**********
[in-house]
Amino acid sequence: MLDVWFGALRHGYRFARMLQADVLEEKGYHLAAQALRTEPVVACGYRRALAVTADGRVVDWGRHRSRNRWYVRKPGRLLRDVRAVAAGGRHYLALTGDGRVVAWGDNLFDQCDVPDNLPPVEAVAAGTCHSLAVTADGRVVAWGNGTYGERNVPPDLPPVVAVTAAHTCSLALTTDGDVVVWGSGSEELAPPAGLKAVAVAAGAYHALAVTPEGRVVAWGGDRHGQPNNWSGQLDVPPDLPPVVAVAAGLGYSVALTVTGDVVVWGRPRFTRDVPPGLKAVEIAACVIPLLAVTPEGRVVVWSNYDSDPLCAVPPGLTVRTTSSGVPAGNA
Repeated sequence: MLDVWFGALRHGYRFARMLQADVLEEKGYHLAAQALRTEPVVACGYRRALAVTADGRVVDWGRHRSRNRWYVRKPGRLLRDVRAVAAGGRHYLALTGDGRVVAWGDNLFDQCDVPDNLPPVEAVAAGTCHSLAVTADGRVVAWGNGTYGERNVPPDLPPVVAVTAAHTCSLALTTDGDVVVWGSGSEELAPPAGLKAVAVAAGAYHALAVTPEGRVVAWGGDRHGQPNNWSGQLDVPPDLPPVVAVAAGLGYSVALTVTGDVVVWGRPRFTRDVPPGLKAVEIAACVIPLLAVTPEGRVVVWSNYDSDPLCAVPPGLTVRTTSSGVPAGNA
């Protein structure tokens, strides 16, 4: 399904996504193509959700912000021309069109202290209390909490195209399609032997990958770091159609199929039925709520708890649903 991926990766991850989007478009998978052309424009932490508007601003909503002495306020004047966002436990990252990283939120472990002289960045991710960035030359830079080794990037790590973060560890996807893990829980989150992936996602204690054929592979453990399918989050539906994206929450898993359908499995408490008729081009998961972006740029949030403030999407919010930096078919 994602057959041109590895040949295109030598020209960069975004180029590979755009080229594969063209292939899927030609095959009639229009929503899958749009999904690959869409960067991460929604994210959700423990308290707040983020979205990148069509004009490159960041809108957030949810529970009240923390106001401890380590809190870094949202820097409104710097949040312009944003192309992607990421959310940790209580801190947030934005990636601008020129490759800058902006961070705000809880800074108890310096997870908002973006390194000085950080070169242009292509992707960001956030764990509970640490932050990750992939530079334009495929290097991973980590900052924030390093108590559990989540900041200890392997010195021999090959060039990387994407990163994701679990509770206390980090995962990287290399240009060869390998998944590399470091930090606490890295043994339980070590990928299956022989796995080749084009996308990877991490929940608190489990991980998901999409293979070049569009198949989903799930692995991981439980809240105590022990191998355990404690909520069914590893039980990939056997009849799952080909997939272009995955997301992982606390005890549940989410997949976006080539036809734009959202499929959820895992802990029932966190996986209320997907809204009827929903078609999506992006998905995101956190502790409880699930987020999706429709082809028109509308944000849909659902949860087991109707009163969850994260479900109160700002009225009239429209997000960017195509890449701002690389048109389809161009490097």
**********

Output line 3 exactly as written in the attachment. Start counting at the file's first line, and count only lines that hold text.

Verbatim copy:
Repeated sequence: MLDVWFGALRHGYRFARMLQADVLEEKGYHLAAQALRTEPVVACGYRRALAVTADGRVVDWGRHRSRNRWYVRKPGRLLRDVRAVAAGGRHYLALTGDGRVVAWGDNLFDQCDVPDNLPPVEAVAAGTCHSLAVTADGRVVAWGNGTYGERNVPPDLPPVVAVTAAHTCSLALTTDGDVVVWGSGSEELAPPAGLKAVAVAAGAYHALAVTPEGRVVAWGGDRHGQPNNWSGQLDVPPDLPPVVAVAAGLGYSVALTVTGDVVVWGRPRFTRDVPPGLKAVEIAACVIPLLAVTPEGRVVVWSNYDSDPLCAVPPGLTVRTTSSGVPAGNA